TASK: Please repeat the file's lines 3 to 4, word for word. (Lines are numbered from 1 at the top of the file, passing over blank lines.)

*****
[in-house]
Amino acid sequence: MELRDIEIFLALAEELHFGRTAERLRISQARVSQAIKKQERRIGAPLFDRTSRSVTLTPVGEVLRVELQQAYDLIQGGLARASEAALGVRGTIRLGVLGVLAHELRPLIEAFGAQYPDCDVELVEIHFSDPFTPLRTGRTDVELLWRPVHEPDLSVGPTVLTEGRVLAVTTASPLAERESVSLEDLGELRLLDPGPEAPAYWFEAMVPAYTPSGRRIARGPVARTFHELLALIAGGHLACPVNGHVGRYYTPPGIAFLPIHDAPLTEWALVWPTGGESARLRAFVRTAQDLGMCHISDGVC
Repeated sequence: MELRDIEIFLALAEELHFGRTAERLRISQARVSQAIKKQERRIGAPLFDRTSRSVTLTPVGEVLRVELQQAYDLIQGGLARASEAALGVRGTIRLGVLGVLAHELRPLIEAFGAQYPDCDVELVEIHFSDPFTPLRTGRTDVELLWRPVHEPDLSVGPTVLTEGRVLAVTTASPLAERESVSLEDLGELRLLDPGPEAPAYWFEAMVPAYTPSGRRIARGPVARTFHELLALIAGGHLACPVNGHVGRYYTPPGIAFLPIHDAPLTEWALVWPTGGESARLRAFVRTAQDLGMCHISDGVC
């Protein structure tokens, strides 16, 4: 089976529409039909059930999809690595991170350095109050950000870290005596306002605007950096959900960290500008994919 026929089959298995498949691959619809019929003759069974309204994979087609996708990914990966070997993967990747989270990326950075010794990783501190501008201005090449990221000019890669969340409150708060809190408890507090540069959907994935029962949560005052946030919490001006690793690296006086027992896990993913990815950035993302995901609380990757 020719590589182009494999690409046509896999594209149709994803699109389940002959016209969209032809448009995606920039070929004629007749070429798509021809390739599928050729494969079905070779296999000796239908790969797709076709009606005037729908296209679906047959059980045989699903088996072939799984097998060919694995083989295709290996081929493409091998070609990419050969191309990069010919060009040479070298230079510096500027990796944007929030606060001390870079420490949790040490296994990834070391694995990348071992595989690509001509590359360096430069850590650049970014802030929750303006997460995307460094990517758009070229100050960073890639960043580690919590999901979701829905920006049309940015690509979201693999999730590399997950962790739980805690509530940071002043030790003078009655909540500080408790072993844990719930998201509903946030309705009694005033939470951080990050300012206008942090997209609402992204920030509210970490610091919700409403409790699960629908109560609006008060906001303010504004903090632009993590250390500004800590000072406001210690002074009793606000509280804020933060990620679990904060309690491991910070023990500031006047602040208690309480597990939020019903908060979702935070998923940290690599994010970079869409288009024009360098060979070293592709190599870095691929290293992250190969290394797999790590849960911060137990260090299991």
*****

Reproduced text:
Repeated sequence: MELRDIEIFLALAEELHFGRTAERLRISQARVSQAIKKQERRIGAPLFDRTSRSVTLTPVGEVLRVELQQAYDLIQGGLARASEAALGVRGTIRLGVLGVLAHELRPLIEAFGAQYPDCDVELVEIHFSDPFTPLRTGRTDVELLWRPVHEPDLSVGPTVLTEGRVLAVTTASPLAERESVSLEDLGELRLLDPGPEAPAYWFEAMVPAYTPSGRRIARGPVARTFHELLALIAGGHLACPVNGHVGRYYTPPGIAFLPIHDAPLTEWALVWPTGGESARLRAFVRTAQDLGMCHISDGVC
């Protein structure tokens, strides 16, 4: 089976529409039909059930999809690595991170350095109050950000870290005596306002605007950096959900960290500008994919 026929089959298995498949691959619809019929003759069974309204994979087609996708990914990966070997993967990747989270990326950075010794990783501190501008201005090449990221000019890669969340409150708060809190408890507090540069959907994935029962949560005052946030919490001006690793690296006086027992896990993913990815950035993302995901609380990757 020719590589182009494999690409046509896999594209149709994803699109389940002959016209969209032809448009995606920039070929004629007749070429798509021809390739599928050729494969079905070779296999000796239908790969797709076709009606005037729908296209679906047959059980045989699903088996072939799984097998060919694995083989295709290996081929493409091998070609990419050969191309990069010919060009040479070298230079510096500027990796944007929030606060001390870079420490949790040490296994990834070391694995990348071992595989690509001509590359360096430069850590650049970014802030929750303006997460995307460094990517758009070229100050960073890639960043580690919590999901979701829905920006049309940015690509979201693999999730590399997950962790739980805690509530940071002043030790003078009655909540500080408790072993844990719930998201509903946030309705009694005033939470951080990050300012206008942090997209609402992204920030509210970490610091919700409403409790699960629908109560609006008060906001303010504004903090632009993590250390500004800590000072406001210690002074009793606000509280804020933060990620679990904060309690491991910070023990500031006047602040208690309480597990939020019903908060979702935070998923940290690599994010970079869409288009024009360098060979070293592709190599870095691929290293992250190969290394797999790590849960911060137990260090299991």